Smartboard venn diagram

Smartboard venn diagram

See – smart notebook smart blocks (russian)

I want to make this a friendly competition to see how many questions each pair of students can correctly answer. I ask the students to look at the properties and write a red “A” next to the property if they think it belongs to an acid, a blue “B” if they think it belongs to bases, and “AB” if it belongs to both.
Allow each student to share their answers with their seat partner once they’ve finished categorizing the properties on their own. What stayed the same? What was different this time? Encourage them to talk about their reasons for each response and try to reach an agreement. (You can add a move by asking partners to equate their answers with those of another group of partners.) When they’re ready, reveal each answer one by one and have a conversation about it. Each property will be written (or glued) into the Venn diagram by the students.
We just started our Mars unit, and I wanted to come up with a fun/active way to link our Moon unit to our new Mars unit. This exercise can be done in a variety of ways; I choose to use the first lesson mentioned below.

See – smart notebook mask tool

Students can use Venn Diagrams to compare and contrast characters when they practice writing from various points of view. This ability improves reading comprehension while also assisting students in making links within the literature. On the Virtual Whiteboard Considering How to Compare, I create a sample Venn Diagram Venn Diagram on Smart Board with Jonathan as one of the characters and a student option as the other. They debate whether Jonathan should be compared to his father, the Corporal, or one of the Hessian mercenaries. When I first did this, I thought that the character they selected would be the subject of their Point of View paper as well. After the key assignment was clarified, many people decided to change their minds. It doesn’t make a difference one way or the other. The kids were thinking more profoundly by constructing Venn Diagrams. The entire class gained from this knowledge by making Venn Diagrams about the characters and sharing them. They really get into the similarities and share what they’ve learned with the rest of the class. Comparing Venn Diagrams is something I’ve been doing a lot lately. Share yet another Venn Diagram… Knowledge from Venn Diagrams is exchanged.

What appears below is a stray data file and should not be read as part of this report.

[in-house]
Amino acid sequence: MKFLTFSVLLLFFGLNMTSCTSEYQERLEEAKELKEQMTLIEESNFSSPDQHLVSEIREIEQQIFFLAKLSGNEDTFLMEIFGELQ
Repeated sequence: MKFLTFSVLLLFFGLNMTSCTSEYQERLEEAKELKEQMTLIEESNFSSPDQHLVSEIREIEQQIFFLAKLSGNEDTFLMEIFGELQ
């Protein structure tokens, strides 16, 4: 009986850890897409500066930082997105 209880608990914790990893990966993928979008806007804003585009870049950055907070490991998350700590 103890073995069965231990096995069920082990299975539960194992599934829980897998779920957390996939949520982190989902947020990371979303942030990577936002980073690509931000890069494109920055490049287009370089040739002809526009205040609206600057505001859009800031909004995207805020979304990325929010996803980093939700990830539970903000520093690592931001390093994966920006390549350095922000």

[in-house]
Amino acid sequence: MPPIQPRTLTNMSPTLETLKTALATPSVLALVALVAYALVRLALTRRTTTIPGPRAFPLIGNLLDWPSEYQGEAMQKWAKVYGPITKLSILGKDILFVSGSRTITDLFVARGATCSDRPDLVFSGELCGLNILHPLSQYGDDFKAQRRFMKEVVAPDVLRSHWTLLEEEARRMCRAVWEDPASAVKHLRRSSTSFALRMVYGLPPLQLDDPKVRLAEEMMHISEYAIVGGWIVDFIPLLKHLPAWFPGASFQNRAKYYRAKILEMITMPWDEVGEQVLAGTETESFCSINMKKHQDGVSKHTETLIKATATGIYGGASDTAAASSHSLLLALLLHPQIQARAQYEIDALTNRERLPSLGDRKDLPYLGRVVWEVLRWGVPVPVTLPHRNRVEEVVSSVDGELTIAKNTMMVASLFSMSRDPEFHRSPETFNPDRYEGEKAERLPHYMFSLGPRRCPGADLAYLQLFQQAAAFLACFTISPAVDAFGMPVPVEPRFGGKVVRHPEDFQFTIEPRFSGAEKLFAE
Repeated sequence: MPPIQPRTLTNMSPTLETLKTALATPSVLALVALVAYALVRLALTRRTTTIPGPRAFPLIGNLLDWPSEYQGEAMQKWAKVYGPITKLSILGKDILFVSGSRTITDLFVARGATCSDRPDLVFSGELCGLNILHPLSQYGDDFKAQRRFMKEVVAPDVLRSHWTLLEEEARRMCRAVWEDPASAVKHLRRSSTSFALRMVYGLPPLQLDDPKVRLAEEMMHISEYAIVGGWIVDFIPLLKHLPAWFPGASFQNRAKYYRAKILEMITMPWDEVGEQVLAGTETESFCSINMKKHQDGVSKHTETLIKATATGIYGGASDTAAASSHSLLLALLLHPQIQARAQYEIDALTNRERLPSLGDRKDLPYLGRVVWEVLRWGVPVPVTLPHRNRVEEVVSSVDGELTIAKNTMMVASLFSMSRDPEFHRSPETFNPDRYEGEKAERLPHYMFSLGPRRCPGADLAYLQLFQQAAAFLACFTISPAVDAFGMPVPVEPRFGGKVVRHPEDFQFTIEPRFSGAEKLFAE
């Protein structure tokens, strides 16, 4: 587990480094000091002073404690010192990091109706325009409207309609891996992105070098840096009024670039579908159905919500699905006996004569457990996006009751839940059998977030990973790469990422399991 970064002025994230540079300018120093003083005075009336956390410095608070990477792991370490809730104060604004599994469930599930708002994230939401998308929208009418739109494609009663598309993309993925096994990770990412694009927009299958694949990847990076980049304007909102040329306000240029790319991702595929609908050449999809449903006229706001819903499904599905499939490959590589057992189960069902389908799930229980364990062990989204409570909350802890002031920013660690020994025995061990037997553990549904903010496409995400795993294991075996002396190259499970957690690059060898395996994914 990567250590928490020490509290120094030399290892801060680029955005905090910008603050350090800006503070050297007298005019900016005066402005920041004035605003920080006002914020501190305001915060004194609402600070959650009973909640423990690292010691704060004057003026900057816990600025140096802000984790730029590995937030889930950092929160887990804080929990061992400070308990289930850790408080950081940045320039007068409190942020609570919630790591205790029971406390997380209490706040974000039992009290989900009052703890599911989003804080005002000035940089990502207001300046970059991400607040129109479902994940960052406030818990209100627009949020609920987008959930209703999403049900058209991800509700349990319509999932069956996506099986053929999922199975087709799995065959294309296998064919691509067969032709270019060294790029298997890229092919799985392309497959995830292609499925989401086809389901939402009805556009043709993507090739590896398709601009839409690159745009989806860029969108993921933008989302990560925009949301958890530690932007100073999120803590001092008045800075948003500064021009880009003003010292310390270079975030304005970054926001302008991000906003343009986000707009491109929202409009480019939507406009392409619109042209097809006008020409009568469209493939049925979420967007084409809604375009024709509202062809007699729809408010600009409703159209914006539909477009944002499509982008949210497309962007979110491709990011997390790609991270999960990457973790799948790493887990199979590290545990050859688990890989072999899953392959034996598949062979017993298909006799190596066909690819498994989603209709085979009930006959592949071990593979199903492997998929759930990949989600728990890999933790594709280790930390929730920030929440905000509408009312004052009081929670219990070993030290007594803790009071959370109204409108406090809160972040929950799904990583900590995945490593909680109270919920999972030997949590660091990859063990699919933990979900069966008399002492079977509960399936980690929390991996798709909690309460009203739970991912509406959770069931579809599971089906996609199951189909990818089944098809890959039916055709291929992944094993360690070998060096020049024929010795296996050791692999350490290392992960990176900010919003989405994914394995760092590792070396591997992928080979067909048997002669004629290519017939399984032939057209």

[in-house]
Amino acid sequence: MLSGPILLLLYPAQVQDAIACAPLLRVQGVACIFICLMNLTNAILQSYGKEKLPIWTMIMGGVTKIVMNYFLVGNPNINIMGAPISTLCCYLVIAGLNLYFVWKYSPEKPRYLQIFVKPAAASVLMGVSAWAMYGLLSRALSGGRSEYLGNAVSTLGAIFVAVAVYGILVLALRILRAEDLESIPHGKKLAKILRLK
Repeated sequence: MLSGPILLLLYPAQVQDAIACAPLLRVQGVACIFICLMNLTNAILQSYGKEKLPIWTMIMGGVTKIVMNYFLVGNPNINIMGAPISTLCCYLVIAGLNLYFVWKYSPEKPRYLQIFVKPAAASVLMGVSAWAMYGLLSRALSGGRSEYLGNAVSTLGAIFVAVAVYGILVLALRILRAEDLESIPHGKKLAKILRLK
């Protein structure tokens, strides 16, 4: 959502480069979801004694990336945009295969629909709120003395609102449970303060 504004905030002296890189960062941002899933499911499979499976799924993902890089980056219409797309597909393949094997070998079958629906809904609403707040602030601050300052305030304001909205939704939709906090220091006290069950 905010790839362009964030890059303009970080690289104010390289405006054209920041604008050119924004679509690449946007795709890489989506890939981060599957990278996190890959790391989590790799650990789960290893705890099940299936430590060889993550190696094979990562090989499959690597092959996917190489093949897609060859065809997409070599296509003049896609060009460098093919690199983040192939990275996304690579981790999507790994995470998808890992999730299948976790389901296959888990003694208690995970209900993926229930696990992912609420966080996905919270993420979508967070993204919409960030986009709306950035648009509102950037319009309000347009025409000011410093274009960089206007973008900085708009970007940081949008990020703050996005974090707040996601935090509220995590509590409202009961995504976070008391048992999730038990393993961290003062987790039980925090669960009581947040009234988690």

Using the smart notebook gallery to create a venn diagram

You can currently construct eight different types of diagrams in two different categories: “Hierarchy” and “Relationship”:

Teaching with smartboard podcast episode 87

a link

Smartboard: create categorization activities using activity

A new “Edit” toolbar will appear after you’ve finished creating the diagram. You can easily insert items into the diagram, delete items from the diagram, and edit the properties of the items using this toolbar. Simply choose the item’s color and type, then click the “Add form” button. You must also pick the relation type of the newly generated item in Hierarchy Charts. Compatible diagrams may be converted between each other. You can delete a single object by selecting it and then clicking the “Remove shape button.” Select “User Identify” from the “Style of object” drop down box to edit the entire diagram or only the selected objects. You can choose from the following options in the next dialog: The extent of the changes Transparency of Color a summary Frame for text The properties of rounding. You can also quickly construct diagrams by using predefined properties. Additional information:

Learn how to create venn diagram using smart art

A Venn diagram is a visual representation of two or more objects’ similarities and differences. It’s made up of a series of overlapping shapes, typically circles. While using a circle isn’t necessary, it’s probably the most practical shape since many circles can easily overlap.
Each form represents a different individual or community. Where the shapes overlap, characteristics shared by the two entities can be found. The non-overlapping aspect of their respective shapes is used to write items that are unique to only one person.

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